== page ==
The After-Dragon Princess

Barnes and Noble

I’ll be perfectly honest, there were several points when I seriously considered putting this book down and walking away.

Inconsistencies and Plot Fails

There were a few moderate inconsistencies. For example, the main character breaks her ankle and tells her father to leave her by the window of her room because she can’t walk to the docks to see him off – and then (in the next sentence) she’s hugging him goodby on the dock. There were a few others involving objects that did not belong, for example: how did the nursemaid/nannies cloak get in the dragon’s cave?

The most glaring error was the knowledge held by Rosie’s best friend. Kit (the best friend) witnesses a rather horrific ‘cure’ for the ‘devil’s mark’ on Rosie’s hand. With a dragon’s claw for a finger, Rosie is unable to marry a prince and become queen (we’ll come back to this primary plot twist), so her mother arranges a visit with a local witch who performs medieval surgery on Rosie’s hand. Kit assists with the ‘cure,’ which doesn’t work. Later, Rosie rescues Kit from the evil witch and takes the girl on as a servant, thereby making her one and only same-aged friend – who knows nothing about the claw. How does a teenager assist with surgery and not know about the item being ‘cured?’

Women

The thing that made me seriously consider giving up on this book was the romance-novel find-a-man plot. I found myself of two battling minds. On the one hand, the culture of find-a-man-or-else is historically accurate. the characters are direct descendants of the Pendragon family whose lives were prophesied by Merlin himself. Removing the pressure placed on a princess to marry into another kingdom for political reasons would not be true to the historic setting. On the other hand, dragons exist and this kingdom has been banished to a tiny island not covered in any actual historic (or literary) text. So, this is neither a historic romance nor an alternate-history novel. It’s just a fantasy novel building off of the legends of Merlin.

More aggravating than the outside pressures were the internal ones. Rosie is fully wrapped up in finding love, landing a man, removing her curse so that she can marry well and struggling with her love-at-first-sight feelings (for a lower-born prince). There are dragons attacking the kingdom and eating people she knows well and holds dear (right in front of her) and the primary internal dialog highlighted is the whole one-day-my-prince-will-come Hollywood-esque drivel.

The witch is a particularly wicked person who is burned to death by a mob of villagers for a crime she did not commit (a respected member of the castle/royal court gets away with murder, literally, multiple times – and is never brought to justice). She is the local practitioner of ancient healing arts that everyone goes to when their Christian-approved methods do not work. Again, this is historically accurate – except for the woman’s personality. Her character is so nasty that the burning is something of a party. There are many (MANY) aspects to this particular plot twist that deserve commentary…but I will leave that to another person.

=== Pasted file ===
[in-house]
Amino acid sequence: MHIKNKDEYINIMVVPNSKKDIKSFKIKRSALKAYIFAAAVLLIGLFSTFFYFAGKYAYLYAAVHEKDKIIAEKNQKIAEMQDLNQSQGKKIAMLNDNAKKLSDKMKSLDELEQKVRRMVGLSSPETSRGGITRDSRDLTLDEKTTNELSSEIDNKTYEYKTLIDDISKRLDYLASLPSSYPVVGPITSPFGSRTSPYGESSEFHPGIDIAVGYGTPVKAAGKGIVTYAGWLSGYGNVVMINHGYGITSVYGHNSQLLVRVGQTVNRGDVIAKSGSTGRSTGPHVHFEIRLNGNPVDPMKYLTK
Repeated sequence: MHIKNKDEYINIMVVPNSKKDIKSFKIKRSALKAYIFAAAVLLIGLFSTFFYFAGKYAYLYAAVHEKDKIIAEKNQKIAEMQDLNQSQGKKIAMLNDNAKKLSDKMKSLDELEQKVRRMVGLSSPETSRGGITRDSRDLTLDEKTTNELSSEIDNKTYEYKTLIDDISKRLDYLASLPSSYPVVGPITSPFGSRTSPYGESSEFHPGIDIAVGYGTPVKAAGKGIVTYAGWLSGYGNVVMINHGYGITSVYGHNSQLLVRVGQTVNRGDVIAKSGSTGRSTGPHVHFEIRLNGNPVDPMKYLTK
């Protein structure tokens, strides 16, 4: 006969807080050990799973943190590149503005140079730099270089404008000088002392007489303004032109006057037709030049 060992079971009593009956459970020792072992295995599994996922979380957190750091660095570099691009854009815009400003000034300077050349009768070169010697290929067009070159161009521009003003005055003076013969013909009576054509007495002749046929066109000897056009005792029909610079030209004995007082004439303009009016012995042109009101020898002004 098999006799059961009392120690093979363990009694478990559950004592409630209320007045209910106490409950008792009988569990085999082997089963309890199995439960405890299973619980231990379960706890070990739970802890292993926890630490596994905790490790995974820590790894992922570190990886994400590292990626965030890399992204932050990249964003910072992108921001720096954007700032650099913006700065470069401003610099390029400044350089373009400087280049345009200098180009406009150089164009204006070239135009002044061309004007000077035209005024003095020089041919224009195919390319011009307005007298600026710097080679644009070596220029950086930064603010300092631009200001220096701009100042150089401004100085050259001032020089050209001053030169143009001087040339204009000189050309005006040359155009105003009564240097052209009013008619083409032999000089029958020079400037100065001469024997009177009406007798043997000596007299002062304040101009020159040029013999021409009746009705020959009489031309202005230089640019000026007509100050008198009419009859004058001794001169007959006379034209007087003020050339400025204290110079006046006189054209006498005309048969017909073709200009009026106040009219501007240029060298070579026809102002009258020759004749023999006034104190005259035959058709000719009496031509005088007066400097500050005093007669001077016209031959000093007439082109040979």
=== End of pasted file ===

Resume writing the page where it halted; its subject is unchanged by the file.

Dragons

The book convinced me to continue to the end when the dragons swooped down, plucked the princess (literally) out of her medieval court and dropped her into a dragon’s cave. The father dragon turns her into a servant, helping him raise his newly hatched dragons after the death of his mate (killed by the lower-born love-interest prince).

The novel transforms into something completely different the moment the princess leaves the castle. The before-dragons princess is the soft waiting-for-my-prince beauty and the after-dragons princess is a tough, survivor and negotiator capable of making hard decisions in the interest of her kingdom.

Rosie’s time in the dragon cave also brings in some very interesting dragon-perspectives on history and humans that is never fully explored. Sigh. In my opinion, the dragons, their perspectives and the transforming affect on the princess are the most important and interesting aspects of this novel. I reached the end wishing the author had cut the before-dragons section down to 1/3 (or less) of it’s current length and spent significantly more time delving into the dragons and their world.

Tweens

The target audience for this book are middle-graders or tweens.  The text presents multiple opportunities for discussions of history, women, perspectives on alternative medicines/religions, relationships, witch burnings (lynchings), etc.

I do not feel comfortable giving a blanket recommendation on this text. Some tweens are more capable of reading this sort of novel than others. My fear is that some girls will be drawn in by the whole my-prince-will-come thing, without seeing all of the complications surrounding that culture and mindset.

Ultimately, this is one of those moments when parents and guardians have to stop and think – is this book good for my kid?

Dragon’s Keep by Janet Lee Carey

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